I am in the middle of promotion myself so I shouldn't say it. But here goes--I am sick of reading about published authors' self promo, blog posts and guest posters on every mystery discussion list, Twitter tweet, and Goodreads group that I'm on. I'm guilty of it. We have to promote or die, right? But one of my favorite mystery discussion lists (mysterymostcozy) is talking about quitting just because all of the "discussion" has turned into author promo.
Tell me folks, is there another way? Because right now, I feel like I'm helping ruin some of the places I enjoy the most.

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I'm sick of it, too, Christine. My mailbox is full of BSP every day. At least on Crimespace, most of it stays down in that EVENTS section. For me, the best promotion has turned out to be meeting librarians and booksellers, getting some to read my work. These people are like Super Readers -- they pass on the word about what they like.
I hate it too. I recently 'unfriended' one author on Facebook because all I was getting was BSP. It actively makes me decide not to read a particular author. I love hearing about new books from authors established and new, but I only take notice if what's said is "Donna, I think you'd really love this book by X", rather than "Donna, you'll love this book written by me, me, ME!" I read blogs such as Bill Crider's. He talks about good books he's been reading (today it's Al Guthrie's SLAMMER, which, if I hadn't already read it, I would be rushing out to buy). Not only do his blog posts tempt me to read the authors he recommends, but they also tempt me to read HIS books...despite the fact that he's not actually talking about his own books. Similarly, Declan Burke at Crime Always Pays. Both of them are models of how to sell yourself without actually ripping your clothes off and prostrating yourself in front of their prospective readers in a despersate bid to gain attention.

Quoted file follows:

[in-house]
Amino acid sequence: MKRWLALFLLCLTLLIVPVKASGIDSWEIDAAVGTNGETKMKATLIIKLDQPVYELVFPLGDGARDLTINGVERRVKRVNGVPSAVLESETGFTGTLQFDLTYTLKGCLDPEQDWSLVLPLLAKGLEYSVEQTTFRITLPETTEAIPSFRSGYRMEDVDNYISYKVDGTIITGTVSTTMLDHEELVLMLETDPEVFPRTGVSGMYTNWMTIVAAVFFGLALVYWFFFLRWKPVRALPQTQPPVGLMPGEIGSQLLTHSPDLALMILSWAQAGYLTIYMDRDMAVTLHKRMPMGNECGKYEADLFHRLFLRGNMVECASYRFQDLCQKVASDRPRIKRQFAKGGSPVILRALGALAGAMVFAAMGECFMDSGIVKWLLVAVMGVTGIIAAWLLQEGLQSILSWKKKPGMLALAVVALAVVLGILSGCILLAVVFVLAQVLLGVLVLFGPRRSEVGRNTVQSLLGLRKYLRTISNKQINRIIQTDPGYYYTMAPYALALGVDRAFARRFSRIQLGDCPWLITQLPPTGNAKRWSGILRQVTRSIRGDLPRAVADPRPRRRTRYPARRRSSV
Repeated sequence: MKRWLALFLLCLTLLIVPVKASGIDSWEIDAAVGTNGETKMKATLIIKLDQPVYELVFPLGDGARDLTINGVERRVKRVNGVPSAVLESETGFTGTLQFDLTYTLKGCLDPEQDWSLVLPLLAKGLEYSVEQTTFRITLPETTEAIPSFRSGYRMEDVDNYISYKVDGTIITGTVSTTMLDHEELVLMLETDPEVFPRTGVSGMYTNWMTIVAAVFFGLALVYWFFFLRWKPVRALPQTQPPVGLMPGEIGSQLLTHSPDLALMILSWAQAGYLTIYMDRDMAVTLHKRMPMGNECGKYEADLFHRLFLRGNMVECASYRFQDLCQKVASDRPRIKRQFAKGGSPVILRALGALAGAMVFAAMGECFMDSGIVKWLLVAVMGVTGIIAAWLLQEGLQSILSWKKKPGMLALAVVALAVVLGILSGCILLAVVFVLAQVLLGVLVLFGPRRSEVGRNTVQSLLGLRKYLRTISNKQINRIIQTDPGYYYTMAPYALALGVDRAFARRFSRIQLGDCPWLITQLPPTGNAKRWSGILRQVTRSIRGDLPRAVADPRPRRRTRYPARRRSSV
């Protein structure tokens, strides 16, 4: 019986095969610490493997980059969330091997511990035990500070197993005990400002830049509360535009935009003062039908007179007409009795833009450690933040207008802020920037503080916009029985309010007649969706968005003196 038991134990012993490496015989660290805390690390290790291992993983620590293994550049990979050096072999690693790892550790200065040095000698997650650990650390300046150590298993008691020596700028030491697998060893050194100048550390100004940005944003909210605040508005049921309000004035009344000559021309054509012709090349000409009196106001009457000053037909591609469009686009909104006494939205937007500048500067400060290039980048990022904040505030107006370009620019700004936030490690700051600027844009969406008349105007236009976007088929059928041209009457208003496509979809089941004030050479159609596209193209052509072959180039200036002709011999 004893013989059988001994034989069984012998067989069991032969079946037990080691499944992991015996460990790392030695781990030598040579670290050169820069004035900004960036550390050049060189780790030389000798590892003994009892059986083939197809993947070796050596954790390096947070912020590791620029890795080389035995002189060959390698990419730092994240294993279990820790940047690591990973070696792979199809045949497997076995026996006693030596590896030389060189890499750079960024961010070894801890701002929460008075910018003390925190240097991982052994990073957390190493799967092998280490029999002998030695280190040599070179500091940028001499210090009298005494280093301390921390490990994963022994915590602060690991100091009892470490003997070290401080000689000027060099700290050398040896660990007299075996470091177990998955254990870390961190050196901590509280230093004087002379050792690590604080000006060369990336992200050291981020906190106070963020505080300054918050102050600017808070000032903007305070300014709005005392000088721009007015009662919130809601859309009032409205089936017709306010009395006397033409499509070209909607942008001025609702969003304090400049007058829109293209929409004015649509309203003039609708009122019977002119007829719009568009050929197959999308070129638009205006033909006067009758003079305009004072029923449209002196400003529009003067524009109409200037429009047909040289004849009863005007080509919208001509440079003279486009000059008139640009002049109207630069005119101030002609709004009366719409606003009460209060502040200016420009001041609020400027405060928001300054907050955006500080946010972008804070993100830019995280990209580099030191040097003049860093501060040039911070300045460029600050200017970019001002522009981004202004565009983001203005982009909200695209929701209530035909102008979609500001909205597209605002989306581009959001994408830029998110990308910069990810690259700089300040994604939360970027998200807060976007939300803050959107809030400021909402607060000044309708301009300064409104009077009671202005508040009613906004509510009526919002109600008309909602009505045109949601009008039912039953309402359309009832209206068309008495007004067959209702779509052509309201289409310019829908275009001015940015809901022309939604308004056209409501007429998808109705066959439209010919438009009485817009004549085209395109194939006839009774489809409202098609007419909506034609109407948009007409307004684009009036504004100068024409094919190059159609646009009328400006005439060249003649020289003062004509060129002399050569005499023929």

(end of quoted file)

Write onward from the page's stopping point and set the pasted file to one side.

I read review sites such as Eurocrime, and a few blogs of readers and writers. And I'm on groups such as Crimespace, 4-Mystery_Addicts and Friendfeed where, not only have I made some great online (and in person) friends, but the recommendations and book discussions are excellent.
I think boundaries are important. When I'm promoting a book, I don't pretend I'm not. I also try not to pollute forums or discussion boards with BSP. But this is the age where disseminating content is no longer a challenge -- we all have the most powerful distribution network every created at our fingertips. The challenge is getting noticed. So I can sympathize to some extent with feelings of desperation and ceaseless promotion.

To some extent. The boundaries are important. If all we do is market to each other, it will be a lousy conversation and we won't discover much beyond our commercial facades.

I like this forum because it seems like there are good discussions here. Thanks for pointing to the boundary.
I'm going to have to look up Bill Crider's blog. I need somewhere to find good books since the discussion lists are going belly up.
Jack, I think we'd all prefer to just market to booksellers and librarians. Tell us your secret.
I started with libraries close to me, others I found semi-close on BookTour. Pitched myself as speaker. Did even better with some MWA/NY friends, speaking as a panel of mystery writers, and after I hired PJ Nunn as my PR lady. Started my own mailing list of every New Jersey library, pitched my New Jersey crime series through postcards. Wouldn't call anything about my fiction career successful (yet), but NJ libraries have been a bright spot. Booksellers, not so much.
I knocked myself out doing promotion last fall after my first novel published. But after several months, I realized there was no way I could keep up that pace. More than that, I became sick of all that promotion - so tired of answering interview questions and writing guest blog posts and op-eds that tied into my novel that I could barely bring myself to answer my email.

Obviously, I needed to find a balance, and I believe that now, I have. I can write this note without feeling compelled to add links to it, for starters.

I don't fault an author for feeling as though they have to get the word out about their books, especially a new author who's experiencing that enormous sink-or-swim pressure. And I probably did influence book sales - perhaps my promo efforts were even what pushed my novel past the tipping point so that it did well enough in a lousy economy to where my publisher recently bought another from me, hooray! But -

I'm not a promotion machine, I'm an author - a talented, creative person. I'm glad I found that out relatively early in my career, so I can keep on writing books!